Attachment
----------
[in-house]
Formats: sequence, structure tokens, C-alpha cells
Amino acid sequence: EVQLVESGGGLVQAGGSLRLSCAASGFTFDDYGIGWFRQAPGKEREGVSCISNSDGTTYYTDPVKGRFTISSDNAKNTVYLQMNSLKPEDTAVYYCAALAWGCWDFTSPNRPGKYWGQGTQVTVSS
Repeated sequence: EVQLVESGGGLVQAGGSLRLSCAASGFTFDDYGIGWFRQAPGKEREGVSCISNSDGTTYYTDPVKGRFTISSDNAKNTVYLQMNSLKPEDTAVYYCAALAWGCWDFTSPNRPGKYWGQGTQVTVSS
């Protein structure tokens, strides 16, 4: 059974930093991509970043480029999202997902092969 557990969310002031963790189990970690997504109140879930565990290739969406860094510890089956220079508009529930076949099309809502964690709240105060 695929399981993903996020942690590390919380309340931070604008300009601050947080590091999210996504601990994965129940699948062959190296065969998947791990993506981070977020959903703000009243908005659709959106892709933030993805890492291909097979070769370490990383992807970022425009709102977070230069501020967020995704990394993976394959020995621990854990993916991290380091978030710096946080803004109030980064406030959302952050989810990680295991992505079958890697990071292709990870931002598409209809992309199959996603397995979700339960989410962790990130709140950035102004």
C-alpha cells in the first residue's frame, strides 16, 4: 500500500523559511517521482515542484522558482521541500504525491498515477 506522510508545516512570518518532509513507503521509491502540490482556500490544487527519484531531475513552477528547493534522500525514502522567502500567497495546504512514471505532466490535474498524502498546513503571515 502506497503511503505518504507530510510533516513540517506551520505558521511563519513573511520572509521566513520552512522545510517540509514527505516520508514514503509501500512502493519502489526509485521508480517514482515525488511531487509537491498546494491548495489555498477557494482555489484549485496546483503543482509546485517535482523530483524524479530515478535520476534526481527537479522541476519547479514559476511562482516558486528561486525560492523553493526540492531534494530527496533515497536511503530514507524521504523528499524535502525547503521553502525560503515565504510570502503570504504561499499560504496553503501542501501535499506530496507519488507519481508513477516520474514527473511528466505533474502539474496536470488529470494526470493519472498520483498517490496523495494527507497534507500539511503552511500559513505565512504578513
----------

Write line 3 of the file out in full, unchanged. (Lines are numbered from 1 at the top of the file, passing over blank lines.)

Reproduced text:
Amino acid sequence: EVQLVESGGGLVQAGGSLRLSCAASGFTFDDYGIGWFRQAPGKEREGVSCISNSDGTTYYTDPVKGRFTISSDNAKNTVYLQMNSLKPEDTAVYYCAALAWGCWDFTSPNRPGKYWGQGTQVTVSS